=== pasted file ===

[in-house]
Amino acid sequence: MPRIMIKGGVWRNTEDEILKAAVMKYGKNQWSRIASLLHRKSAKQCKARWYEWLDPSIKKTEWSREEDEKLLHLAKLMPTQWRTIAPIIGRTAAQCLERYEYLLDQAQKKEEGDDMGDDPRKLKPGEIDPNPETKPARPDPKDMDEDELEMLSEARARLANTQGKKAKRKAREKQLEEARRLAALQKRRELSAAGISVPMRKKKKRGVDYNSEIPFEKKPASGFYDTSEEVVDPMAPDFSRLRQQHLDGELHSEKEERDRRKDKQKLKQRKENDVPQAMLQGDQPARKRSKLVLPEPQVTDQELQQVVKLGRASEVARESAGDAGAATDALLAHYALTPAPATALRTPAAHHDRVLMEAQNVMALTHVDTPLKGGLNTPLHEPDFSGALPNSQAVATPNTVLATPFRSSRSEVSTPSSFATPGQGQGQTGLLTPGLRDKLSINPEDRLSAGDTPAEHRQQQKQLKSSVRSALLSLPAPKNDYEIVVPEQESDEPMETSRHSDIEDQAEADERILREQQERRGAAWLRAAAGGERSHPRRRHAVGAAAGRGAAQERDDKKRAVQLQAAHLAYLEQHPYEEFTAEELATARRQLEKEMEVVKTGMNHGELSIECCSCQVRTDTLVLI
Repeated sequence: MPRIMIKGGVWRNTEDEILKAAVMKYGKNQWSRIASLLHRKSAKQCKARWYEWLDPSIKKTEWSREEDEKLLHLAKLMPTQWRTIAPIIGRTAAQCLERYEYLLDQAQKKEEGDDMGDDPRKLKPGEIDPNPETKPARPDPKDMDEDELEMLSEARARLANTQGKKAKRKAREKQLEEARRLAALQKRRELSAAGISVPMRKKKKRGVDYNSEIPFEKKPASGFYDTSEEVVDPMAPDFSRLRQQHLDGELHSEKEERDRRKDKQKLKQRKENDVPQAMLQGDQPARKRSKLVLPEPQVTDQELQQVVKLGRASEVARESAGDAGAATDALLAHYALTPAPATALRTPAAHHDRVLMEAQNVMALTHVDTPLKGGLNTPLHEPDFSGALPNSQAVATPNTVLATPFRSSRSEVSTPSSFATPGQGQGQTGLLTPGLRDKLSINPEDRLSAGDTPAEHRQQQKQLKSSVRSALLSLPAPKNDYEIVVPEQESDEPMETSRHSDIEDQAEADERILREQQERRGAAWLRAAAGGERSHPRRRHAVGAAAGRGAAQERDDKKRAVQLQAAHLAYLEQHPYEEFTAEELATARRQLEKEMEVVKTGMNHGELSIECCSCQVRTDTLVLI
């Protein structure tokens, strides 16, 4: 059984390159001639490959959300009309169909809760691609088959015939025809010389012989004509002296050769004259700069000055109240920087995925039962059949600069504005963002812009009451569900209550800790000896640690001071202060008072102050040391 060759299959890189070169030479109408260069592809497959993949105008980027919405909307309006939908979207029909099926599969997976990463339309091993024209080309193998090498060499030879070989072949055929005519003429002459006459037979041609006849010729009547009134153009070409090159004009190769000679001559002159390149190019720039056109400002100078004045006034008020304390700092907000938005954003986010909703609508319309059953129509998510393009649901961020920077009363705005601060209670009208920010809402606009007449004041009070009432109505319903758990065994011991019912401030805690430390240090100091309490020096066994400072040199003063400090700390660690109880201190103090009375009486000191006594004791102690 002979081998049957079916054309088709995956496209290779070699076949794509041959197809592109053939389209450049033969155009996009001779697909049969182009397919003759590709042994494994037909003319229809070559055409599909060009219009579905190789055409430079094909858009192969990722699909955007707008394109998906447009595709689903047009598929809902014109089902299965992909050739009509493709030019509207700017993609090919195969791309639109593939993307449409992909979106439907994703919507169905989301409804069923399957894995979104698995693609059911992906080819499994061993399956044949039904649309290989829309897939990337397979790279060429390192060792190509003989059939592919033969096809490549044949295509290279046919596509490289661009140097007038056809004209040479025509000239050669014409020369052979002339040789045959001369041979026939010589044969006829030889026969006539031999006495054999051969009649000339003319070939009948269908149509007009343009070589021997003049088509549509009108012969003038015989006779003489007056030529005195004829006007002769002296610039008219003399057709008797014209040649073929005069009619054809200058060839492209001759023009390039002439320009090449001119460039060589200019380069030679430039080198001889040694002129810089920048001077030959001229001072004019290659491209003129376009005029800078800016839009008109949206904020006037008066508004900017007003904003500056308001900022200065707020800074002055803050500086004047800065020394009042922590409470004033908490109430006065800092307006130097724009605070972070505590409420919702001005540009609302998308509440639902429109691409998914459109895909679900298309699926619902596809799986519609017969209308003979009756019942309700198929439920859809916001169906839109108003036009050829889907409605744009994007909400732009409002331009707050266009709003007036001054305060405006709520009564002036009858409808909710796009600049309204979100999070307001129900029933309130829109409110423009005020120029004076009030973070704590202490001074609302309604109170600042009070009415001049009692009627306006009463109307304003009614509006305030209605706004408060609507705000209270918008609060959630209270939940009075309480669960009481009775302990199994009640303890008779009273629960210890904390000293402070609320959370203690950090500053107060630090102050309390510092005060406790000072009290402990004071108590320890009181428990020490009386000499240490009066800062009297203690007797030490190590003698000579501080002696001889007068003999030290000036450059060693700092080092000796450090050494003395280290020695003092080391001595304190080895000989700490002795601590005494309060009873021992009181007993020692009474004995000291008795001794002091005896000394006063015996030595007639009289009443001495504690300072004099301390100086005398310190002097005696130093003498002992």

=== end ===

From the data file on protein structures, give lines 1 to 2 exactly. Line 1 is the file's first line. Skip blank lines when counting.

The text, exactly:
[in-house]
Amino acid sequence: MPRIMIKGGVWRNTEDEILKAAVMKYGKNQWSRIASLLHRKSAKQCKARWYEWLDPSIKKTEWSREEDEKLLHLAKLMPTQWRTIAPIIGRTAAQCLERYEYLLDQAQKKEEGDDMGDDPRKLKPGEIDPNPETKPARPDPKDMDEDELEMLSEARARLANTQGKKAKRKAREKQLEEARRLAALQKRRELSAAGISVPMRKKKKRGVDYNSEIPFEKKPASGFYDTSEEVVDPMAPDFSRLRQQHLDGELHSEKEERDRRKDKQKLKQRKENDVPQAMLQGDQPARKRSKLVLPEPQVTDQELQQVVKLGRASEVARESAGDAGAATDALLAHYALTPAPATALRTPAAHHDRVLMEAQNVMALTHVDTPLKGGLNTPLHEPDFSGALPNSQAVATPNTVLATPFRSSRSEVSTPSSFATPGQGQGQTGLLTPGLRDKLSINPEDRLSAGDTPAEHRQQQKQLKSSVRSALLSLPAPKNDYEIVVPEQESDEPMETSRHSDIEDQAEADERILREQQERRGAAWLRAAAGGERSHPRRRHAVGAAAGRGAAQERDDKKRAVQLQAAHLAYLEQHPYEEFTAEELATARRQLEKEMEVVKTGMNHGELSIECCSCQVRTDTLVLI